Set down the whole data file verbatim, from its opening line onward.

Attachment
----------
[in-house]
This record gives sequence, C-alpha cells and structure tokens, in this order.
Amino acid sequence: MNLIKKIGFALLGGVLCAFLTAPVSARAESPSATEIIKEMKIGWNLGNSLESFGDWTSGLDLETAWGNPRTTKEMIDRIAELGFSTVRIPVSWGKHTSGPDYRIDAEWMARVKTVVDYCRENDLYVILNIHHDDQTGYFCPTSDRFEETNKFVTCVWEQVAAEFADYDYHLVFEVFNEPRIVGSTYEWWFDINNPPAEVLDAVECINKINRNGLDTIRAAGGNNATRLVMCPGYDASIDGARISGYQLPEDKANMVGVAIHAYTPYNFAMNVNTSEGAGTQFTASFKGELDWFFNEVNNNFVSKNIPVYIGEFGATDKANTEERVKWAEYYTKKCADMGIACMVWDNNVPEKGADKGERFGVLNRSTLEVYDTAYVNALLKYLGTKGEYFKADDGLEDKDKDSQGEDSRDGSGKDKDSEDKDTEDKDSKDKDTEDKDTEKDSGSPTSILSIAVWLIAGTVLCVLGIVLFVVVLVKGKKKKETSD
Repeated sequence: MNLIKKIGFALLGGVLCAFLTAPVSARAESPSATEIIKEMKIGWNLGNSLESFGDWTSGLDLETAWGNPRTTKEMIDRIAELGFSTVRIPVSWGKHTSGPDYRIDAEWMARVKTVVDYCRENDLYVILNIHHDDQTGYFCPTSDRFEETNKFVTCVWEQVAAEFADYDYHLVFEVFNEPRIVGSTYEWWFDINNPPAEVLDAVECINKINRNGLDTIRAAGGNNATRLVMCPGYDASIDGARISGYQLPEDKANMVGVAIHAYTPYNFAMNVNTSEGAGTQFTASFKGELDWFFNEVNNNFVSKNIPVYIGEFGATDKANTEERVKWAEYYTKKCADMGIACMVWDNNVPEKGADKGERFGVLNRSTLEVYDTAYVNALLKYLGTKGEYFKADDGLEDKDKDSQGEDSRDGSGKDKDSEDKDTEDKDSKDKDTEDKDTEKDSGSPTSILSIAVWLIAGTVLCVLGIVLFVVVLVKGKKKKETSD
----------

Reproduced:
[in-house]
This record gives sequence, C-alpha cells and structure tokens, in this order.
Amino acid sequence: MNLIKKIGFALLGGVLCAFLTAPVSARAESPSATEIIKEMKIGWNLGNSLESFGDWTSGLDLETAWGNPRTTKEMIDRIAELGFSTVRIPVSWGKHTSGPDYRIDAEWMARVKTVVDYCRENDLYVILNIHHDDQTGYFCPTSDRFEETNKFVTCVWEQVAAEFADYDYHLVFEVFNEPRIVGSTYEWWFDINNPPAEVLDAVECINKINRNGLDTIRAAGGNNATRLVMCPGYDASIDGARISGYQLPEDKANMVGVAIHAYTPYNFAMNVNTSEGAGTQFTASFKGELDWFFNEVNNNFVSKNIPVYIGEFGATDKANTEERVKWAEYYTKKCADMGIACMVWDNNVPEKGADKGERFGVLNRSTLEVYDTAYVNALLKYLGTKGEYFKADDGLEDKDKDSQGEDSRDGSGKDKDSEDKDTEDKDSKDKDTEDKDTEKDSGSPTSILSIAVWLIAGTVLCVLGIVLFVVVLVKGKKKKETSD
Repeated sequence: MNLIKKIGFALLGGVLCAFLTAPVSARAESPSATEIIKEMKIGWNLGNSLESFGDWTSGLDLETAWGNPRTTKEMIDRIAELGFSTVRIPVSWGKHTSGPDYRIDAEWMARVKTVVDYCRENDLYVILNIHHDDQTGYFCPTSDRFEETNKFVTCVWEQVAAEFADYDYHLVFEVFNEPRIVGSTYEWWFDINNPPAEVLDAVECINKINRNGLDTIRAAGGNNATRLVMCPGYDASIDGARISGYQLPEDKANMVGVAIHAYTPYNFAMNVNTSEGAGTQFTASFKGELDWFFNEVNNNFVSKNIPVYIGEFGATDKANTEERVKWAEYYTKKCADMGIACMVWDNNVPEKGADKGERFGVLNRSTLEVYDTAYVNALLKYLGTKGEYFKADDGLEDKDKDSQGEDSRDGSGKDKDSEDKDTEDKDSKDKDTEDKDTEKDSGSPTSILSIAVWLIAGTVLCVLGIVLFVVVLVKGKKKKETSD